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The power of simple play

Imagine a future where all parents feel safe letting their tamariki play outside beyond the backyard, in their streets and neighbourhoods, where whānau have the gift of time to be present with their tamariki and enable and role model play, and rangatahi have spaces to just be themselves, with access to healthy and safe places.

Our play vision at Healthy Families NZ is to ensure that everyone in Aotearoa has the ability - and right - to play safely. And play doesn’t have to be expensive, complex, or time-consuming!

Examples of simple play include: playing in our local streets and neighbourhoods, like we did back in the day. Neighbourhood activities such as water fights, cricket, and riding bikes are the fabric of many childhood memories, but these cherished past-times have been on the decline in recent years.

‘Play Streets’, funded as part of Waka Kotahi’s Innovating Streets for People initiative, is a community-led approach, working to revive childhood past-times and provide whānau and communities with the right to play on the street once again in West and South Auckland. Healthy Families Waitākere and Healthy Families South Auckland partnered with community champions to create small, local events for street residents to get out and play with one another!

Keeping it simple in the South, Healthy Families Ōtautahi initiated “Poipoia! Time to Play”, creating and enabling play pods across several schools in Christchurch. These brightly coloured pods, co-designed by our Christchurch-based whānau and students at West Spreydon School, are filled with all sorts of equipment and toys, with the idea of using imagination to create games and play.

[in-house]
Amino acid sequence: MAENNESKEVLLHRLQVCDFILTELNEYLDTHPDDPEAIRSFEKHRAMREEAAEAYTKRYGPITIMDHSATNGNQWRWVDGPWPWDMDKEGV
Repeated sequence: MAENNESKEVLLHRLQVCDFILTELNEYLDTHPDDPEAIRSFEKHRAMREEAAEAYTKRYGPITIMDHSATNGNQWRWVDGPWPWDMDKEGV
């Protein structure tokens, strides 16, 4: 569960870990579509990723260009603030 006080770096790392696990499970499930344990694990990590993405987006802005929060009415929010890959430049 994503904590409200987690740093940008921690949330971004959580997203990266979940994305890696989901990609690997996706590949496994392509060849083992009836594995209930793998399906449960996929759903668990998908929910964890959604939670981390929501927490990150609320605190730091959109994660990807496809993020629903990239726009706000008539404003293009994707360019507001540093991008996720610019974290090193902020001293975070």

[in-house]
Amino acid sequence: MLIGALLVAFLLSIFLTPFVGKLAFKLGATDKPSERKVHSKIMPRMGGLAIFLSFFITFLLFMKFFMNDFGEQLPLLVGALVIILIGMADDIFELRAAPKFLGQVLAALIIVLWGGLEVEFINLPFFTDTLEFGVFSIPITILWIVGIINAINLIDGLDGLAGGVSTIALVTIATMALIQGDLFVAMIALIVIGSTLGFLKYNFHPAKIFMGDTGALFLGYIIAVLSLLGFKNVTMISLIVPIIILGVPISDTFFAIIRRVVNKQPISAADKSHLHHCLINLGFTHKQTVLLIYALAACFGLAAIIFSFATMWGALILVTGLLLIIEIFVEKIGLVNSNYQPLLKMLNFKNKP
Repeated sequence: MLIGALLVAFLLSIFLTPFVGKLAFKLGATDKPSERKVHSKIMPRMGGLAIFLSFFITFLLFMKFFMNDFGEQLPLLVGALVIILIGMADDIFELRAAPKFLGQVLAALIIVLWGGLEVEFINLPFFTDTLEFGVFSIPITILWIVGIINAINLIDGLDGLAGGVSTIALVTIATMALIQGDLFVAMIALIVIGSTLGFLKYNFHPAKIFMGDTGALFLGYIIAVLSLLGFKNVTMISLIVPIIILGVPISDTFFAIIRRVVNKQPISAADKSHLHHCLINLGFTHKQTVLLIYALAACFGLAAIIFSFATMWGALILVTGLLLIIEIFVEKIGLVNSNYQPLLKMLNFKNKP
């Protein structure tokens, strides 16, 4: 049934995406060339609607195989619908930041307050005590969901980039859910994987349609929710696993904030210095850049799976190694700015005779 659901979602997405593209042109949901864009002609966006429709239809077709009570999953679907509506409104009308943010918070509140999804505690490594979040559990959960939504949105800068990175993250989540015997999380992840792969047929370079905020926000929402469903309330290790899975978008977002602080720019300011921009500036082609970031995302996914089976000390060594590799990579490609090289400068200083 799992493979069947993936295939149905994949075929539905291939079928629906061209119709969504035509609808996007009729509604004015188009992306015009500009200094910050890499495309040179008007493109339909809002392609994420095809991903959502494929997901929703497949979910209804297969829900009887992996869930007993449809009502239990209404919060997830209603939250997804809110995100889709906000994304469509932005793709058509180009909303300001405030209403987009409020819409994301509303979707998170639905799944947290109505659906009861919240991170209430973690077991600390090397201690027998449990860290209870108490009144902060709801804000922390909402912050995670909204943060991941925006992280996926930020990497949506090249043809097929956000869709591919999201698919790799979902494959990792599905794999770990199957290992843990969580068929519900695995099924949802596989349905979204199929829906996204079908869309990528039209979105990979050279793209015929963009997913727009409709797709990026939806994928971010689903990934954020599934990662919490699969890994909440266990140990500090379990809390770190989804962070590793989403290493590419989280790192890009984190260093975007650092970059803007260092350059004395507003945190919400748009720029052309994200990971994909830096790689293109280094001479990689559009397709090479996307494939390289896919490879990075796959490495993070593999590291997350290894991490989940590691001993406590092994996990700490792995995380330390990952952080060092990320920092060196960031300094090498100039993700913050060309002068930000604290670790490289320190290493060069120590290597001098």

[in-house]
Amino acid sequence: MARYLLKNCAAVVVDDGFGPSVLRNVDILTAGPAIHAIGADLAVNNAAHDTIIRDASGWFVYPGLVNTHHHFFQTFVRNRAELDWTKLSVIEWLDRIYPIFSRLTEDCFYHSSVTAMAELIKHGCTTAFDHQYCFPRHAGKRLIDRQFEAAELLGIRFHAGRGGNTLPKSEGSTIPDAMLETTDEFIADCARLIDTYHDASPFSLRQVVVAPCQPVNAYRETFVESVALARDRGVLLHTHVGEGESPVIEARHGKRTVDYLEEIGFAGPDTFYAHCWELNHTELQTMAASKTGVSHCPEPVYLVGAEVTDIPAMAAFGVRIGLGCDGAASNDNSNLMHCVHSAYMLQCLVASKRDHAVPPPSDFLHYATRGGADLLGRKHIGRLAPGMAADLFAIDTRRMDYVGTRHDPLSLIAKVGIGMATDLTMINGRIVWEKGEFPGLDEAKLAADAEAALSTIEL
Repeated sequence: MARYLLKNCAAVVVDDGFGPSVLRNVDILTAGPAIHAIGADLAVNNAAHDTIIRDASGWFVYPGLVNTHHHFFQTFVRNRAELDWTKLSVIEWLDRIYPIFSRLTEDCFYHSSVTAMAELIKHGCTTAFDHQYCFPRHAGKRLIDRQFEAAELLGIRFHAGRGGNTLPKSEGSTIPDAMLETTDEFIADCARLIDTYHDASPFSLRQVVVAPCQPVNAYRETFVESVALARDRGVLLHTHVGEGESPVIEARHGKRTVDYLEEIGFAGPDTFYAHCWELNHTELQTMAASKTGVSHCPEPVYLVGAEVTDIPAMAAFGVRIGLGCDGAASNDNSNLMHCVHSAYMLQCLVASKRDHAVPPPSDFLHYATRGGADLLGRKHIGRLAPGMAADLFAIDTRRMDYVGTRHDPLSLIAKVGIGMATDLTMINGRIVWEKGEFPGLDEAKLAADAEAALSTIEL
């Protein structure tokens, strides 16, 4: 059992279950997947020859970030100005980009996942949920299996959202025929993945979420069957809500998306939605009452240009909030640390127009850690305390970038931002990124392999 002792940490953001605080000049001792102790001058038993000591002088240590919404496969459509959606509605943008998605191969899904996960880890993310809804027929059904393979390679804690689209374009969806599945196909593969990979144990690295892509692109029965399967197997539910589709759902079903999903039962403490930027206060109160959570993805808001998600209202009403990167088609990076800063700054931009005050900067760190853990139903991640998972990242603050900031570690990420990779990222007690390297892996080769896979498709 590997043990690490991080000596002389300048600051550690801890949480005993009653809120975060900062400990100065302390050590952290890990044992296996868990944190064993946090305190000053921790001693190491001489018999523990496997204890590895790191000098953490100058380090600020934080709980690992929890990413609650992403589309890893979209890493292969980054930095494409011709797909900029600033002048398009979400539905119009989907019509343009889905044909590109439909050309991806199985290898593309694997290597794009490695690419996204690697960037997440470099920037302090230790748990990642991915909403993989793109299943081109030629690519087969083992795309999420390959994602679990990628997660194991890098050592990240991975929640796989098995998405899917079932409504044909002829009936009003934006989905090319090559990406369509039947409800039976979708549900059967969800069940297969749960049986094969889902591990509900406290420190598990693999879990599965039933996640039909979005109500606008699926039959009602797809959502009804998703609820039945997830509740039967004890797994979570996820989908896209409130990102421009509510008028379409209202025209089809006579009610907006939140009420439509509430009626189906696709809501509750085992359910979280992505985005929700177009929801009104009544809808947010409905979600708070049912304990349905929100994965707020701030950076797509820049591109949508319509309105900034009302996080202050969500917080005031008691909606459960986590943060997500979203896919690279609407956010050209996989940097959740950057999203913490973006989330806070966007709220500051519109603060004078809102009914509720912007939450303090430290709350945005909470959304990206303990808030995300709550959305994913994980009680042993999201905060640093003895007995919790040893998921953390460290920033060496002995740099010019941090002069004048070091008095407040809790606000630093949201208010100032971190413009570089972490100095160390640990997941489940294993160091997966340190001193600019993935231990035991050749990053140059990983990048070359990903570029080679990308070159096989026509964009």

'Play in the Hutt' is a movement kick-starting action to get Lower Hutt communities playing again. A partnership between Hutt City Council, Sport NZ and Healthy Families Hutt Valley, Play in the Hutt is a series of play events, ensuring tamariki are able to be physically active throughout their life-stages, starting with play at a young age. As well as tamariki having a great time, the team gathered valuable insights from parents on the barriers to play in Lower Hutt, including how to get even more kids playing in the community.

National Play Week’ was celebrated in November with the aim to bring communities together in their neighbourhoods to play. Healthy Families Invercargill drove a local initiative called Chalk It Up, which gave people space and permission to indulge their inner child and create chalk art and activities in their neighbourhoods. Keeping things on the pavement, Healthy Families Far North worked alongside Sport Northland to connect with rural kura in Te Tai Tokerau to design and produce their own play courses through the ‘Play on the Way’ initiative, allowing tamariki to re-invent classic concrete games and create play spaces that are important to them.

We see first-hand the difference supporting and enabling play can make in our communities - community wellbeing is improved, social connectedness becomes more commonplace, and barriers to equity are largely removed. The impacts demonstrate the value of taking a whole of community approach to help identify the systems and the social and physical environments at play. We all have a role to play to ensure these environments continue to develop and grow to ensure generations to come have the same - if not better - opportunities for play.


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